Wetenschap - 23 mei 2017

People do not eat less when using vibrating fork

Tessa Louwerens

Gadgets like a vibrating fork are supposed to help people lose weight. But does this truly work? Researchers discovered that people indeed do eat slower when eating with such a fork, but they do not get satiated faster nor do they eventually eat less.

Photo: slowcontrol.com

Losing weight purely by willpower will always be difficult. It starts with good intentions, but many people go back to their bad habits after some time. There are therefore gadgets on the market like the vibrating fork: a fork that starts to vibrate when one eats too quickly. Previous research revealed that people who each slower get satiated faster and therefore eat less. ‘In this study, we saw that people would indeed eat slower, but it had no effect on the amount they eventually ate or on the point at which they felt satiated’, says Monica Mars of the Division of Human Nutrition.

The researchers randomly separated 114 test subjects into two groups. Both groups ate their meals using the Slow Control 10sFork. One group had their fork set to vibrating mode, while the other did not. The participants then were given an 800-gram dish with spaghetti Bolognese and could take as many servings as they wanted.

The vibrating fork is meant to make people eat slower and consequently eat less. Eating is often a subconscious, automated action and people are not aware of their behaviour, tells Mars. They can only change this behaviour when they are confronted with it. The working principle of the vibrating fork is simple: the fork registers when one takes a bite; if a following bite is taken within ten seconds, the fork starts vibrating and a red LED lights up.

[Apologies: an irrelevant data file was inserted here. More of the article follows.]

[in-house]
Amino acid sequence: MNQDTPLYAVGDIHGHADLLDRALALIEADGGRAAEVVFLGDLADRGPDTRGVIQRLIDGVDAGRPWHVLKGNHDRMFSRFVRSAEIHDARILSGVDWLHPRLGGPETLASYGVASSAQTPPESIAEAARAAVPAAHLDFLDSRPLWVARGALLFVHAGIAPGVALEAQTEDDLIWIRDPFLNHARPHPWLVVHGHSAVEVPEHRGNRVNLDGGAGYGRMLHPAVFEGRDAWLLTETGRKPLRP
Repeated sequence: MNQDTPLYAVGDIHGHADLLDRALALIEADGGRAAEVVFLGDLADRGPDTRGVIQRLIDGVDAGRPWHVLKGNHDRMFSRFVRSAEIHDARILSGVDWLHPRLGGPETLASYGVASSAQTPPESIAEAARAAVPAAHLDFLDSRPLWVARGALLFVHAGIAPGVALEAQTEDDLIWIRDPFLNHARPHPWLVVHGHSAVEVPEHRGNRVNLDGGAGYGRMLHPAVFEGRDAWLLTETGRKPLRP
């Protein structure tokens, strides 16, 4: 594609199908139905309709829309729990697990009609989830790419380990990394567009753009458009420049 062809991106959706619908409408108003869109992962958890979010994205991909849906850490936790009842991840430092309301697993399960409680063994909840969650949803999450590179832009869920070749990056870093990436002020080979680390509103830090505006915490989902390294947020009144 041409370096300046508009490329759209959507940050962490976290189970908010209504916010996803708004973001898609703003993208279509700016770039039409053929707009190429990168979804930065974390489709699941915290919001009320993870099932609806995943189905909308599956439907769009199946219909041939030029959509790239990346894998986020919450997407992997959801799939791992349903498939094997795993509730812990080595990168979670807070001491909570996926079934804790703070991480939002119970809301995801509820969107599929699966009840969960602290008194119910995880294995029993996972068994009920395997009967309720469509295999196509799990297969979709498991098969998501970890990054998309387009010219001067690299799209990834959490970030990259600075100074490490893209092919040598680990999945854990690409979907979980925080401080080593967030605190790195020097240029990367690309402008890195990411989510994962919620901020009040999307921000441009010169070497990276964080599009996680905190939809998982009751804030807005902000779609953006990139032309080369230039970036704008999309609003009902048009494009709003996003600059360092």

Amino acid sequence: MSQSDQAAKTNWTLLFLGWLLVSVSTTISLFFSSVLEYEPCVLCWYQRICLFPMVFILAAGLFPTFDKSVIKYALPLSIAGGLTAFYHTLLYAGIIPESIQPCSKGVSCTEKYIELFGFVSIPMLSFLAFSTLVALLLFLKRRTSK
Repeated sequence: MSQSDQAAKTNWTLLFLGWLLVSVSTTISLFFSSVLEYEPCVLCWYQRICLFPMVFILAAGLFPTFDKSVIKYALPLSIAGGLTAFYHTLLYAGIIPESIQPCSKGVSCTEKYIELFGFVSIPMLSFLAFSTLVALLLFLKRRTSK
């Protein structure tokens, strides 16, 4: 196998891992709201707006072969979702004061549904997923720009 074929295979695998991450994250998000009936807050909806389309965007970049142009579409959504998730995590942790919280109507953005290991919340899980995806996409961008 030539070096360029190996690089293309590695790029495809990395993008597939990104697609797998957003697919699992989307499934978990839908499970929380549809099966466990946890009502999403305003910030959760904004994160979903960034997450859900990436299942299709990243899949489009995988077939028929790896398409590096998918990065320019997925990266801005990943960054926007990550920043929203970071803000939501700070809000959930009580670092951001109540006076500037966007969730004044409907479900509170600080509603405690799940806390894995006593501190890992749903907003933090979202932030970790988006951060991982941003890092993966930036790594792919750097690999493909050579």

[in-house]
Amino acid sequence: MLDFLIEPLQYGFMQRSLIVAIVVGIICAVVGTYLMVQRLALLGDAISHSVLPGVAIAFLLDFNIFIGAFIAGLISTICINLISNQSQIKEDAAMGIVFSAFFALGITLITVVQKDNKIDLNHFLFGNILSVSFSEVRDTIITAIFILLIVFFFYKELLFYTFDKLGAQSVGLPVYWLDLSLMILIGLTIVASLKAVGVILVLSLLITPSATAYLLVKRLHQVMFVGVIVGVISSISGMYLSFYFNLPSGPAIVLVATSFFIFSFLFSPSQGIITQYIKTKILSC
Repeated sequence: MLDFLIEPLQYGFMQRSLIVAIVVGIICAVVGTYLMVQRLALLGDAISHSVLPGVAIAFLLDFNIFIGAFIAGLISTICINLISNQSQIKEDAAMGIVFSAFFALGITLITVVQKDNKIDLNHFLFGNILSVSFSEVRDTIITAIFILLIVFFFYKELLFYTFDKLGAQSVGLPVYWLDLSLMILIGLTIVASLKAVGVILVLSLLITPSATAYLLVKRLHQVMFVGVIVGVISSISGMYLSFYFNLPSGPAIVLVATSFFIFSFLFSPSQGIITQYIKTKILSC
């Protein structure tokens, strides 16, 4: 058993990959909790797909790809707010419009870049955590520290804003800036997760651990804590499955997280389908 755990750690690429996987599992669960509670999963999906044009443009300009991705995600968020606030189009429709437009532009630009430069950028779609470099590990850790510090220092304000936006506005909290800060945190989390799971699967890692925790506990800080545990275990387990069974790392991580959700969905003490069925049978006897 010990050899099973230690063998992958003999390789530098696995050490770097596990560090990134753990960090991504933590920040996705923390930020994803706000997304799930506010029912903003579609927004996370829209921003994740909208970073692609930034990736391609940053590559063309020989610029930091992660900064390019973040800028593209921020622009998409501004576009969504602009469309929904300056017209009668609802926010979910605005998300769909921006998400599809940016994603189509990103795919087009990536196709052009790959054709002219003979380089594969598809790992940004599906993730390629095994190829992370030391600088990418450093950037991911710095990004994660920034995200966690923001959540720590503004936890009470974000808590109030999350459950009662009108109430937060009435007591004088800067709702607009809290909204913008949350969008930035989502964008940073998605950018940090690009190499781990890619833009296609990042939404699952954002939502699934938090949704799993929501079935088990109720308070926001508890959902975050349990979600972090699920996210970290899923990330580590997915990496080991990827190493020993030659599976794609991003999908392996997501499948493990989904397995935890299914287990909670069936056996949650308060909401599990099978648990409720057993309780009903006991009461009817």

As the participants in this study could serve themselves, it is possible that they finished their plates out of habit
Monica Mars

People who received a signal from the vibrating fork did eat slower that those who did not: 4.6 versus 5.3 bites per minute. Participants with the vibrating fork took 9 minutes and 44 seconds on average to finish their meal, while the control group only needed 8 minutes and 12 seconds on average. But both groups eventually ate the same amount, approximately 430 grams, and felt equally satiated.

The researchers did not expect this result. Previous research showed that people who eat at a slower pace also get satiated faster and eventually eat less. Mars: ‘As the participants in this study could serve themselves, it is possible that they finished their plates out of habit, instead of stopping once they were satiated.’ It is difficult to say whether the fork really can help people lose weight.

The researchers are currently still carrying out a study in which motivated people who want to change their eating patterns are using the fork in their daily lives. The researchers also want to investigate whether people learn to eat slower in the long term when using the fork. The research is part of the NWO project ‘Take it Slow’ and is carried out in collaboration with the Behavioural Science Institute of Radboud University and the University of Applied Sciences Utrecht, among others.

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